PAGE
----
In the early 1980s, Attorney General Benjamin Civiletti pointed out that the Anti-Deficiency Act, which was originally enacted in 1884, required government agencies to close if their funding expired. This legislation is one of the major laws that gives Congress constitutional control over public funds. All funding lapses since the 80’s, have resulted in actual government shutdowns, although most of them shutdowns were of very limited duration. The most significant government shutdown to date came during the Clinton Administration and lasted 21 days in 1996.
As mentioned above, this current government shutdown is not a situation without precedence, even excluding the shutdown in 1996. Continuing with our historical look back, we find that since 1976, there have actually been 17 occasions when Congress failed to meet its annual funding deadline, six of which took place in the 1970s. Not all of these funding gaps actually lead to physical shutdowns.
The focus of the remainder of my remarks will pertain to the current situation we find ourselves in, the second government shutdown in 17 years and its effects on VA. And even though the underlying cause of these shutdowns, the inability of Congress and the president to agree on a spending bill, have a lot in common, there are also many differences. The result, not surprisingly, is that there is a lot of confusion, frustration and outright hostility being experienced, not only by American Veterans and federal employees, but also by ordinary citizens and even government decision-makers.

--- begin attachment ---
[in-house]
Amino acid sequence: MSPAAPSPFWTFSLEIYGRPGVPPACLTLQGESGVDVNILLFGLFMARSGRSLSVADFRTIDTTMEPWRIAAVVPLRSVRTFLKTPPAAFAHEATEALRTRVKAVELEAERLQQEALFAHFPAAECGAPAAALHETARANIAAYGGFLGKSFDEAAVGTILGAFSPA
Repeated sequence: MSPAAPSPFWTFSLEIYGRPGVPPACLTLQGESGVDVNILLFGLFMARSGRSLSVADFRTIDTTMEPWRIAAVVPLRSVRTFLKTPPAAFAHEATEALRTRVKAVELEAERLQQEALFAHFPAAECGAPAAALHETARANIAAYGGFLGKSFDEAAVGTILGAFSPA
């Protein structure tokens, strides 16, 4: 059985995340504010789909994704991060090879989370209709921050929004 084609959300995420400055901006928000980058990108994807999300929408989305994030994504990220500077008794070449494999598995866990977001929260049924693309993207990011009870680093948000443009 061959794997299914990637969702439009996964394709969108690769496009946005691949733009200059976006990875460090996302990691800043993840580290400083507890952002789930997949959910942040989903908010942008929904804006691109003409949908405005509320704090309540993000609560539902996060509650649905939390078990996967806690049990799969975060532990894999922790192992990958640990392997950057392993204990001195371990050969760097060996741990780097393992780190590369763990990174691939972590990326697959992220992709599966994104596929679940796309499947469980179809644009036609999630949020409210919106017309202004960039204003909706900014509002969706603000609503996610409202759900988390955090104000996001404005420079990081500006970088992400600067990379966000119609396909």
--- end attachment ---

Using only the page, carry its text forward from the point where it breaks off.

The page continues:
It goes without saying, that the government we have today is not the same as the one we had in 1996, thanks to technology and government overhauls, etc., so we cannot depend on previous experience as a guide to what may or may not happen. This unknown factor is creating undue fear and anxiety for the millions of American Veterans receiving a myriad of VA services and benefits and this is unacceptable to AMVETS and the larger veteran’s community.
Since anything that effects VA has cascading effects on all VA stakeholders, AMVETS is seeking clear guidance to share with our members as this shutdown continues. Currently, AMVETS National Service Officers and the AMVETS National Service Director’s office are being inundated with urgent requests for information from veterans all around the country who are concerned that their earned benefits may lapse as a result of the government shutdown. It must not be forgotten that for many veterans, especially the most vulnerable, their VA benefits may be their sole source of income. Additionally, veterans want to know: